This quote from one article pretty much sums up the message:

According to Dr. Schaeffer’s study, immediate and extreme pollution cuts — measures well beyond any discussion now under way — could limit sea level rise to five feet over 300 years. If we stay on our current path, the oceans could rise five feet by the first half of next century, then continue rising even faster. If instead we make moderate shifts in energy and industry — using the kinds of targets that nations have contemplated in international talks but have failed to pursue — sea level could still climb past 12 feet just after 2300. It is hard to imagine what measures might allow many of our great coastal cities to survive a 12-foot increase.

A few things to note here:

  • This paragraph assumes that the predictions based on models are all correct, and that the AGW (anthropogenic global warming) hypothesis is proven, “settled science.”  It’s not really that certain.  Or rather, the models themselves display tremendous uncertainty.
  • Also taken pretty much for granted is the fact that humans are not going to give their economy a thoroughgoing overhaul into the world of Green, so we might as well get ready!
  • Unmentioned is the fact that in many places, e.g. NYC, sea level has been rising steadily for centuries.  In NYC, it has been at a rate of about 1-foot per 100 years.
  • The word ‘could’  is used many times:  this paragraph is a worst-case scenario.

I had a professor of Ancient Art once who liked to say, “Civilizations come: Civilizations go…”  In archaeology, ‘civilization’ is synonymous with ‘city’.  Many cities have seen their harbors silt up, their water supplies disappear, their precincts inundated with lava or sea water.  It’s part of history.  Many other cities have survived for millenia by adjusting and changing.  When the writer says “It is hard to imagine what measures might allow many of our great coastal cities to survive a 12-foot increase,”  he is displaying a lack of insight and imagination.  Yes, it would be hard to imagine how our cities could survive direct hits by meteorites either, but that’s not likely to happen.

I would suggest the following scenario as likely:  The climate will change, but most likely not in the drastic way some scientists predict.  Seas will continue to rise where they are rising now, and perhaps in other places as well, perhaps a bit faster, but slowly, over centuries.  Unlike Holland, where inundation brings national catastrophe approaching eradication, most places can adapt slowly, and they will adapt.  People will make decisions, slowly, haltingly, stupidly or with foresight, about when and where it is worth rebuilding.  Change happens even in NYC – most skyscrapers are not built for the ages. Lower floors can be abandoned or ‘repurposed.’  It all takes time, and we have time, plenty of it.  Things will change.  The only impossibility is keeping them just as they are now.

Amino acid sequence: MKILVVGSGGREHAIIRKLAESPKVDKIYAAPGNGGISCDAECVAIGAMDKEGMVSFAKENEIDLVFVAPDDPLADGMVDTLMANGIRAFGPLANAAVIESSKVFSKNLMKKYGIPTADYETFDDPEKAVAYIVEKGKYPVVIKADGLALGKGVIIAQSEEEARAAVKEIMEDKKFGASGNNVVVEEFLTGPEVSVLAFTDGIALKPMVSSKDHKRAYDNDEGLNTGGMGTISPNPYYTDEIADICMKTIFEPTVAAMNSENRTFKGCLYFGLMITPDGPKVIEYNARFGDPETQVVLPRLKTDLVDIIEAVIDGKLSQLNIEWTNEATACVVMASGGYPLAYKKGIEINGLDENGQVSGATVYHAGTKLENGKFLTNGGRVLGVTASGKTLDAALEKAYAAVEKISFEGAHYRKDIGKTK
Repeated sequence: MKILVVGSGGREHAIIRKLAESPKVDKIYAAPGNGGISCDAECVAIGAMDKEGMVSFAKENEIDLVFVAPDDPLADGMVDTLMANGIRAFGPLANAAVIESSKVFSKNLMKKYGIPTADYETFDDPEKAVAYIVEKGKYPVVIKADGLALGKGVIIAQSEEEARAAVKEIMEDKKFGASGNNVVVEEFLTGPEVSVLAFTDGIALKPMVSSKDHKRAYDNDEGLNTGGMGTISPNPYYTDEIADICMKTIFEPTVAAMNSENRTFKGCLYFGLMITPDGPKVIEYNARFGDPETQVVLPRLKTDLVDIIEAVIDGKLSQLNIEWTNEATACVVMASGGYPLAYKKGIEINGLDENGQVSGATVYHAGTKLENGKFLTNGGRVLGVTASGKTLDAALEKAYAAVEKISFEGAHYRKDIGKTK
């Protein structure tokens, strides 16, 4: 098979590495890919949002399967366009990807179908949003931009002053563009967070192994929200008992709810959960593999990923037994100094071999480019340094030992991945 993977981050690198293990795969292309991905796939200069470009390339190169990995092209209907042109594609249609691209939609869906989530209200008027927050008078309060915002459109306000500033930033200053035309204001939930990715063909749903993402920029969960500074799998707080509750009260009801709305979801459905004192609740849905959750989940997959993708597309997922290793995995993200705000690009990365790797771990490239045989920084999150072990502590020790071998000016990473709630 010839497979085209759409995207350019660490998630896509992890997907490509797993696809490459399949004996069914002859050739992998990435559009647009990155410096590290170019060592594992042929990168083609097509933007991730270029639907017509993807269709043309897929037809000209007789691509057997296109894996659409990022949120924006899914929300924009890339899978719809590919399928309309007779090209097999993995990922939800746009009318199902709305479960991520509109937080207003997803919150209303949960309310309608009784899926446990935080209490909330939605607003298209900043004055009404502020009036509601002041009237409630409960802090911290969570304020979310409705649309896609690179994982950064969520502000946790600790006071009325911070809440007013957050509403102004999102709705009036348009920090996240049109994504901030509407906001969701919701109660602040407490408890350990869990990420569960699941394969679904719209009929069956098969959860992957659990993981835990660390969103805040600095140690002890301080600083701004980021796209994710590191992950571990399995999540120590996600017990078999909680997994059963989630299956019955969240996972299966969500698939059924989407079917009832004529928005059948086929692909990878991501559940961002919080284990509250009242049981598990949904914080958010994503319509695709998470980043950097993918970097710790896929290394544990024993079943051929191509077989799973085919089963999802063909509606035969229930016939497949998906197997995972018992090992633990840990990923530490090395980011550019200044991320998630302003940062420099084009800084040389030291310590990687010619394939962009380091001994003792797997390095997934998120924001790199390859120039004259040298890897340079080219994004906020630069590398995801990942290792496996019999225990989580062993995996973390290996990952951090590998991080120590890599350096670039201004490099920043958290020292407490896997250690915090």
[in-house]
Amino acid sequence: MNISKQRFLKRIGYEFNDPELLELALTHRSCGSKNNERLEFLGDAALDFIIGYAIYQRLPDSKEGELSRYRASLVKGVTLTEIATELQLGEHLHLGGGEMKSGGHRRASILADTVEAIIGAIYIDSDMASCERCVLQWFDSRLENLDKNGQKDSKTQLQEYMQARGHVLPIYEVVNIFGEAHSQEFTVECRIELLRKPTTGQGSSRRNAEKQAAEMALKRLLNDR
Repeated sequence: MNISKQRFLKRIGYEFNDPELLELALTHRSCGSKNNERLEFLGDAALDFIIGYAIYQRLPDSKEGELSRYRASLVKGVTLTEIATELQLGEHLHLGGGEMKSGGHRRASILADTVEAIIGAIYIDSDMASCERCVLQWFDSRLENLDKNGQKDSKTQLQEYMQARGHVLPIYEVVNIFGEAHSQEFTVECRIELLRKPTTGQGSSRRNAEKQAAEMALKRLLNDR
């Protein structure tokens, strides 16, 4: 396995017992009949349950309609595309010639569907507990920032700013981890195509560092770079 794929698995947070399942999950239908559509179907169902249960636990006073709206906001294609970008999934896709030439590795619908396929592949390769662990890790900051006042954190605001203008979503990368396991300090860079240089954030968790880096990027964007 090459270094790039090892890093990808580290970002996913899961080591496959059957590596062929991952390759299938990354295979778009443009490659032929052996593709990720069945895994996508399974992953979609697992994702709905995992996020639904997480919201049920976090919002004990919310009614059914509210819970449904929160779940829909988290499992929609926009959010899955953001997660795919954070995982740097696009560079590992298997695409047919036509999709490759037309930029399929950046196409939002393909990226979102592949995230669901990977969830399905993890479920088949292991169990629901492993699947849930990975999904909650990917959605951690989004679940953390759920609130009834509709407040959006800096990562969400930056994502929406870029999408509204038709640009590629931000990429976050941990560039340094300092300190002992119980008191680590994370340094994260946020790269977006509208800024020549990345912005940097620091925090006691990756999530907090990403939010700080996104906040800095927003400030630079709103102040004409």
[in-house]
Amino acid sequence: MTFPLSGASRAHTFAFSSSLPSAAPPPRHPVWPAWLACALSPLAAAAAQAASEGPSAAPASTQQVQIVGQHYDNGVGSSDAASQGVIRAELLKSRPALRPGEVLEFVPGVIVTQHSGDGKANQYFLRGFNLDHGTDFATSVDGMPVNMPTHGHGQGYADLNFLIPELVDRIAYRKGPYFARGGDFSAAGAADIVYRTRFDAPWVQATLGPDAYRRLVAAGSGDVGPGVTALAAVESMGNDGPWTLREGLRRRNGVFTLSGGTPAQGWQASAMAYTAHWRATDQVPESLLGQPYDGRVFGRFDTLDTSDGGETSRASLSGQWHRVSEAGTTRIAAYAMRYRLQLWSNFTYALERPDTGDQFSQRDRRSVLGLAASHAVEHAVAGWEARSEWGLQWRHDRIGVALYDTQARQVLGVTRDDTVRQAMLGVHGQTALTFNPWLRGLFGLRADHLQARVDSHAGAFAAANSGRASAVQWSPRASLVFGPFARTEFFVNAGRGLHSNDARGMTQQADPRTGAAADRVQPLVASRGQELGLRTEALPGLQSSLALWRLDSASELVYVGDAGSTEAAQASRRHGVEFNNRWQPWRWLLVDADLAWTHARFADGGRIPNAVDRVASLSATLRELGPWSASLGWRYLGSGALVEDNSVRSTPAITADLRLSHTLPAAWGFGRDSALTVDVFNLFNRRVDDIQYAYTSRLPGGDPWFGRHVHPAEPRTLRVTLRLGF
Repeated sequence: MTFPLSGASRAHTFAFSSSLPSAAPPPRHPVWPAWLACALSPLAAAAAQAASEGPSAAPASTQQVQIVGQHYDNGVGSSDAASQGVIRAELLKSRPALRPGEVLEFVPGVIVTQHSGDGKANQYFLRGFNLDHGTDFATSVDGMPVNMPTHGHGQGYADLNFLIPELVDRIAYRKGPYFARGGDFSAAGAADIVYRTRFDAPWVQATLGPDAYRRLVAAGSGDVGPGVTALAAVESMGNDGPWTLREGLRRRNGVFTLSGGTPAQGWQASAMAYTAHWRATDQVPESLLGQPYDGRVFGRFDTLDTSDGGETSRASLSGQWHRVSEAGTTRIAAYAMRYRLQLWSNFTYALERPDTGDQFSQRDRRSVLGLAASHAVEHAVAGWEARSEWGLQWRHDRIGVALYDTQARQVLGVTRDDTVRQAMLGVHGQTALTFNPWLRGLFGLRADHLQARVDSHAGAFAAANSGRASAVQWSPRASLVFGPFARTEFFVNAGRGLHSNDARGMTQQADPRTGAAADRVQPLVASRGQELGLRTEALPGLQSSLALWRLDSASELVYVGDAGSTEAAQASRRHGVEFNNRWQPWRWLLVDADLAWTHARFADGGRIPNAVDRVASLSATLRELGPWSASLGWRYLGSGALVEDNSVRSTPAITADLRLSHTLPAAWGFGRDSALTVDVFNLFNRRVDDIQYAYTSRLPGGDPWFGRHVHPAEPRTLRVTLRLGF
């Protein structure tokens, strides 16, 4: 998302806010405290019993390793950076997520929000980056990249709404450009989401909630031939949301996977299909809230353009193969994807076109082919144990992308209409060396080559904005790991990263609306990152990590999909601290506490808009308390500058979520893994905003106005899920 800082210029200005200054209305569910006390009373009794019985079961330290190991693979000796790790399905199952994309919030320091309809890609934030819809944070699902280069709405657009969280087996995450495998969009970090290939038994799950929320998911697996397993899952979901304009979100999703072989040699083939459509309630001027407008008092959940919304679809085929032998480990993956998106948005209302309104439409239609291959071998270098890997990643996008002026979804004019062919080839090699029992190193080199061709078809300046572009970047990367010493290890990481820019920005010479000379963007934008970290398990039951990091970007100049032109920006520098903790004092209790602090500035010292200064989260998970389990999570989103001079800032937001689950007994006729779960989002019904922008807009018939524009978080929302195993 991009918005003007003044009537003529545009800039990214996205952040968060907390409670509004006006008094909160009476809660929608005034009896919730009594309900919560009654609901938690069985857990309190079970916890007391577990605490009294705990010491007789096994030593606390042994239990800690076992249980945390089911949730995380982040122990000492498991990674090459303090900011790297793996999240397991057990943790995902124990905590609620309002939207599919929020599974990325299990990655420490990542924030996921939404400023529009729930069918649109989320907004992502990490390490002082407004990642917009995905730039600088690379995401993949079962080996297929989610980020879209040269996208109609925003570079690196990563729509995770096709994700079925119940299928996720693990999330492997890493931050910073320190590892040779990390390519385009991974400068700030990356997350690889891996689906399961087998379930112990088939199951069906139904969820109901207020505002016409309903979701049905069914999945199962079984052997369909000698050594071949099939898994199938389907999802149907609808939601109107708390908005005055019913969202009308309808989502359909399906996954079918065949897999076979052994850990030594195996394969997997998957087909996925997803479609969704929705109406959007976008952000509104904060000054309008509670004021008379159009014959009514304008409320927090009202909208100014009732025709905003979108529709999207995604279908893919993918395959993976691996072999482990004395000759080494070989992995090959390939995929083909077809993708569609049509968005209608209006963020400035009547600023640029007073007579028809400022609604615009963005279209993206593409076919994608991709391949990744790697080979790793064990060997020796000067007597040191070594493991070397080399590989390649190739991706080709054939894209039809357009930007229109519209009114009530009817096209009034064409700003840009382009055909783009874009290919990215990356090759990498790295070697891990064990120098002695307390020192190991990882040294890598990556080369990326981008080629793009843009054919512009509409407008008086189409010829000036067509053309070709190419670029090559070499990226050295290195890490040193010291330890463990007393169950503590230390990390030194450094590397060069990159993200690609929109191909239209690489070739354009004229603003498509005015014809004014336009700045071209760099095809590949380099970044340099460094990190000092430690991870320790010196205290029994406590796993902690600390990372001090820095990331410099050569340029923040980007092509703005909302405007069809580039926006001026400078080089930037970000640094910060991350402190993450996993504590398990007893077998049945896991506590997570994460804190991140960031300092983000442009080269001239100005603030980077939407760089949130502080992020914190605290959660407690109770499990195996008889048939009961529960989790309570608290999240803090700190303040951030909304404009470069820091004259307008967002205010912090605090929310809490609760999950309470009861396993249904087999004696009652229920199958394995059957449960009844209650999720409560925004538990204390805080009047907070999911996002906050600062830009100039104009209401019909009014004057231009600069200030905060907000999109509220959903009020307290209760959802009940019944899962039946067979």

There is a bright side to all of this.  Think of the economic stimulus potential of a huge program to raise local airports and critical infrastructure above the flood level – the greatest ‘shovel-ready‘ public works program in history!


Political Oracles

November 4, 2012

Cuomo:

Lo, the oracles of science have spoken!  Andrew Cuomo (D) and Michael Bloomberg (I? R? D?) have announced that climate change is responsible for the destruction in metro NYC…er, will be responsible for similar destruction in the future if we don’t act…er, no, contributed to this destruction…etc.

Some have dubbed this sort of media treatment “Tabloid Climatology.”  Most are not interested in what scientists such as Klaus Jacobs and Radley Horton, both associated with GISS and Columbia University have said: that it is difficult to make any credible case that this hurricane/storm was the effect of human contributions to CO2 in the atmosphere over the last hundred years.

As for these politicos who have suddenly got religion, where have they been during the last twenty or thirty years while some of these same scientists, and many engineers and geographers, have been pressing the point that NYC and the region are vulnerable now and not because of climate change, but because of our inaction, bad policy, poor development decisions, and aversion to spending money on capital assets that voters don’t clamor for? Bloomberg in particular, has done nothing, and now he makes a great show of endorsing the right candidate for president for the wrong reason.  I wonder how he feels about Obama’s tax program??  As Pielke observes on his blog: